When Carrie Lewis looks out the windows of her East Pennsboro Twp. home, it’s hard to miss the two arrays of solar panels in her neighbor’s yard.

She has nothing against solar energy, but she’s worried the glare and the heat from the 10-foot-wide panels might damage her fence.

All over the country, people are installing energy alternatives like solar panels. But the move to green energy has been too fast for many municipalities to keep their rules up to date.

East Pennsboro Twp. is one of the few municipalities in the midstate to write an ordinance on solar energy systems. That ordinance just had its first test.

It failed.

The panels — installed about 15 feet from Lewis’ property line with the permission of the township — point at Lewis’s bedroom window. The owner of the panels didn’t return phone messages seeking comment over three days this week. A knock on the door went unanswered.

The township wrote the ordinance in February, with the model suggested by the state’s Department of Environmental Protection.

The model is supposed to provide municipalities with a place to start and then adjust it based on their needs, said John Repetz, spokesman for the Department of Environmental Protection.

“I think maybe we gave permission for something we didn’t know enough about yet,” said township manager Bob Gill.

The expanding use of solar panels is sending waves of controversy around the nation.

A California couple tested that state’s right-to-sunlight law in 2008. After installing solar panels, they sued their neighbors whose redwoods cast shadows on the panels. The redwood owners were required to trim about 4 feet from their trees.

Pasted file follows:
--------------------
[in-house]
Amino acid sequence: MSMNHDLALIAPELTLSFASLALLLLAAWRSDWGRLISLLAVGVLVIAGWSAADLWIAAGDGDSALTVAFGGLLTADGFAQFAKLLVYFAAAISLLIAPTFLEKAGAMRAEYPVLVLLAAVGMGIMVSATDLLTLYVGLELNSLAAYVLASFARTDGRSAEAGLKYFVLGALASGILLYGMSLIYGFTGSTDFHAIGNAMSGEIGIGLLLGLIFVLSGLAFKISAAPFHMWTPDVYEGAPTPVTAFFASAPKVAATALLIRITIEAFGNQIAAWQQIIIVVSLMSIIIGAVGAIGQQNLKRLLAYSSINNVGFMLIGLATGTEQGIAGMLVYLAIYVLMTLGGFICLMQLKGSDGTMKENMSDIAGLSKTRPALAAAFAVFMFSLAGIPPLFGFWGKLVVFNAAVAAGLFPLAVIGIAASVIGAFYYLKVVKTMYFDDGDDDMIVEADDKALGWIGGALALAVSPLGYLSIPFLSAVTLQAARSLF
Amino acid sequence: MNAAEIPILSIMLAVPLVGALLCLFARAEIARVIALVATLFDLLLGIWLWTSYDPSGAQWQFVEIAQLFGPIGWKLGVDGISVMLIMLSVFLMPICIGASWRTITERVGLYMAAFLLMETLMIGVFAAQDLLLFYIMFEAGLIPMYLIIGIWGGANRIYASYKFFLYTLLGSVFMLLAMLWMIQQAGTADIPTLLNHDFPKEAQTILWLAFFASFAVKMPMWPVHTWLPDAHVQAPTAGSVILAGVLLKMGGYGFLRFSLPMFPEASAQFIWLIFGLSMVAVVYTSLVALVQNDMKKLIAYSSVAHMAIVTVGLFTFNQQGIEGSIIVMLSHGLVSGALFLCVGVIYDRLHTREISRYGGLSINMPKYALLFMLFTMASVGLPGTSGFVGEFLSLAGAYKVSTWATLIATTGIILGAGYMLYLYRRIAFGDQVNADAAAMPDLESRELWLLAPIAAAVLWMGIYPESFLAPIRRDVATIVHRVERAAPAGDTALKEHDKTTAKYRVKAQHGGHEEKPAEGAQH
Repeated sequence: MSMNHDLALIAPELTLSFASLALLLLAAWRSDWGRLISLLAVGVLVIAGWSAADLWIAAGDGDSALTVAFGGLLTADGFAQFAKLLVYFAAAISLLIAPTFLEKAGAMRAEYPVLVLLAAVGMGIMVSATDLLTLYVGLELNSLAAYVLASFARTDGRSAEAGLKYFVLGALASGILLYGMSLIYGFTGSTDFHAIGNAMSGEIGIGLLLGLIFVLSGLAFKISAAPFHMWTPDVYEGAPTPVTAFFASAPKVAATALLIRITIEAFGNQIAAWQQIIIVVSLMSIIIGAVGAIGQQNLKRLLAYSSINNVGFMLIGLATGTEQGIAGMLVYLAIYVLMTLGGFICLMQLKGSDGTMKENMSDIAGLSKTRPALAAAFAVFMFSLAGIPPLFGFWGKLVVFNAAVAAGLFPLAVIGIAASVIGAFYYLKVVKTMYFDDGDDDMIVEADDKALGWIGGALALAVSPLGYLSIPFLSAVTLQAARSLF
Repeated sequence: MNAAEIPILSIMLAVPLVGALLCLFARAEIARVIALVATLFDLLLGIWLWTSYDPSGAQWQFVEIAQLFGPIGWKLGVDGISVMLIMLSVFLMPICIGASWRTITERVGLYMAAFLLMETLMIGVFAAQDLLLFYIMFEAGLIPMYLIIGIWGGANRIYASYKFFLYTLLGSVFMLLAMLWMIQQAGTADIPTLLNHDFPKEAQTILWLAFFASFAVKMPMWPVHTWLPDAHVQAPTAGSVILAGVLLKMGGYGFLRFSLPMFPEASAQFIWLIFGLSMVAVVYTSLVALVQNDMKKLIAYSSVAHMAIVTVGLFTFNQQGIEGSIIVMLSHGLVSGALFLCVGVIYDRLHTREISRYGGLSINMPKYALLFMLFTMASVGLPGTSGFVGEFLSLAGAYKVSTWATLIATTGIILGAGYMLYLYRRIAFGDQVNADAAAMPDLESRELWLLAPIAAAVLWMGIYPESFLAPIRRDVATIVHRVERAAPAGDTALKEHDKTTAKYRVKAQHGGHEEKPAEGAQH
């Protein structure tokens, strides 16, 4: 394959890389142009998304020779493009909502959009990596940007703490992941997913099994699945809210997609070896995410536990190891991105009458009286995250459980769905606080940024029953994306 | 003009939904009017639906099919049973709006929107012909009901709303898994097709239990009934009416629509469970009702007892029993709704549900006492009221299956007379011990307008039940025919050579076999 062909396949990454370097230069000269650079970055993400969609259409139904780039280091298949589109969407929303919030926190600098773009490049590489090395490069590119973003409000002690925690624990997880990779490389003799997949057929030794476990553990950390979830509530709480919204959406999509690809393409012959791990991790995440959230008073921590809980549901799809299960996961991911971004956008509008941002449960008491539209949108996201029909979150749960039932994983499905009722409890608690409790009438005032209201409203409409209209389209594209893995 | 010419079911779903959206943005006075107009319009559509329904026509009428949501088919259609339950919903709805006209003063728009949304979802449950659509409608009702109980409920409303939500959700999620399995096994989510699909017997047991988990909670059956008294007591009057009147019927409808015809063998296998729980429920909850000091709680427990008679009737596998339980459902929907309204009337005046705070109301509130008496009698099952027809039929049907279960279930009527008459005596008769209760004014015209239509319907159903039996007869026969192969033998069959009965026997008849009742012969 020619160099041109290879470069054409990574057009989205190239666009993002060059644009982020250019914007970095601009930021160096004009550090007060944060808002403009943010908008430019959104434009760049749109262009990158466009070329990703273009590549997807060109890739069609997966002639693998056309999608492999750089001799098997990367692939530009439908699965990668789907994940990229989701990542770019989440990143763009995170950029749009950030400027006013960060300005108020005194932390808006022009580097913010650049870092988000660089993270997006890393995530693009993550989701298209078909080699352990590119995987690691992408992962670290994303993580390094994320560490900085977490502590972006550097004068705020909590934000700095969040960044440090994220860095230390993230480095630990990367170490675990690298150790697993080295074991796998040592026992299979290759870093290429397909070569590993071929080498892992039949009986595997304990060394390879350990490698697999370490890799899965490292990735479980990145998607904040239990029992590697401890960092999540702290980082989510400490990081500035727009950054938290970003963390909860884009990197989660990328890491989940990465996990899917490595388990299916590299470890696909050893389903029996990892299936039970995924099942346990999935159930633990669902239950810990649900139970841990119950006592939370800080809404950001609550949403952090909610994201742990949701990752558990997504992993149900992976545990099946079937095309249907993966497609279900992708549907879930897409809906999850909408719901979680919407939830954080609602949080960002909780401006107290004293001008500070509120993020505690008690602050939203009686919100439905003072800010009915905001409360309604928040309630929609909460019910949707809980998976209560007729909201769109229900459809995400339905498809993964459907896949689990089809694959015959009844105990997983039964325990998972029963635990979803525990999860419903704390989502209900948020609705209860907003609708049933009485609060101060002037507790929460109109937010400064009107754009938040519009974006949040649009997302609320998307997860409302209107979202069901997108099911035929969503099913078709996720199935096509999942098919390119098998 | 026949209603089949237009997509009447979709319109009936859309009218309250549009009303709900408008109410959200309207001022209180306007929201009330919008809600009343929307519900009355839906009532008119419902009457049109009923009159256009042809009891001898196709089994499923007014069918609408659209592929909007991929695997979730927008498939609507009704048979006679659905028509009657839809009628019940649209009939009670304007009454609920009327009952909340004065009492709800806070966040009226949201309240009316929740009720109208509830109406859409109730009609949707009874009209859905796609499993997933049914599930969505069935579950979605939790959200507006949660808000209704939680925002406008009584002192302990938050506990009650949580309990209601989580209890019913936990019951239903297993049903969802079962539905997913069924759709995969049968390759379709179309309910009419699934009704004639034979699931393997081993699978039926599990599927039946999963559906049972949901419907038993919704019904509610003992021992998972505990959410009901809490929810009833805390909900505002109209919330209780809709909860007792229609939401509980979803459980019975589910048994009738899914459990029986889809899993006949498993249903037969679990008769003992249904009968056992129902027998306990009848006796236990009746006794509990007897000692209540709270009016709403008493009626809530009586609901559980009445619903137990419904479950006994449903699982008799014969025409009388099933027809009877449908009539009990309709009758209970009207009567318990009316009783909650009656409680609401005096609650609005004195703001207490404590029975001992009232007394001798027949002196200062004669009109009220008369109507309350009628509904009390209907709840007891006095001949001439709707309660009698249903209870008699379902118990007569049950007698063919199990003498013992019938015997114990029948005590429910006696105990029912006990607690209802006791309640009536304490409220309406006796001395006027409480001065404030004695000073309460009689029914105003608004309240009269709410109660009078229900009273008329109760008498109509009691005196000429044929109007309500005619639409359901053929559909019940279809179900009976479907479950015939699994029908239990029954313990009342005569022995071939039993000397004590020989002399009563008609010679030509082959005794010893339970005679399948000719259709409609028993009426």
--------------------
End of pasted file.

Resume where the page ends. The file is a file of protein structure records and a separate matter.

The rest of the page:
Last month, the East Pennsboro board of commissioners put a temporary stop to solar energy systems being installed. The moratorium requires the commissioners to review each request for a permit to install the systems until it can recommend appropriate changes to the ordinance.

Lewis said before the ordinance is rewritten, she thinks the board should seek expert advice on the effects of solar panels.

Other municipalities have been more hesitant about setting their own standards for solar energy systems.

In April, the Hampden Twp. commissioners discussed adopting a solar ordinance but has since put the idea on hold.

Township manager Michael Gossert said they’ve held off on writing a new ordinance for the systems because they’re still researching how to get past potential conflicts.

Source: pennlive

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